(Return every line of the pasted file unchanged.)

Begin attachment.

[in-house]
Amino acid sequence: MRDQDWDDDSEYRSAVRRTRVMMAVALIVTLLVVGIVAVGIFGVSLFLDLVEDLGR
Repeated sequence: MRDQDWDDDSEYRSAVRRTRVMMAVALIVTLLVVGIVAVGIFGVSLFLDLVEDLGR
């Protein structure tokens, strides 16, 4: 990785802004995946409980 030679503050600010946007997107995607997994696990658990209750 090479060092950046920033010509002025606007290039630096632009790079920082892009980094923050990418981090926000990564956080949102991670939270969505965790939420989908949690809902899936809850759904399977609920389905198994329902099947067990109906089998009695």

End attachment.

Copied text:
[in-house]
Amino acid sequence: MRDQDWDDDSEYRSAVRRTRVMMAVALIVTLLVVGIVAVGIFGVSLFLDLVEDLGR
Repeated sequence: MRDQDWDDDSEYRSAVRRTRVMMAVALIVTLLVVGIVAVGIFGVSLFLDLVEDLGR
């Protein structure tokens, strides 16, 4: 990785802004995946409980 030679503050600010946007997107995607997994696990658990209750 090479060092950046920033010509002025606007290039630096632009790079920082892009980094923050990418981090926000990564956080949102991670939270969505965790939420989908949690809902899936809850759904399977609920389905198994329902099947067990109906089998009695």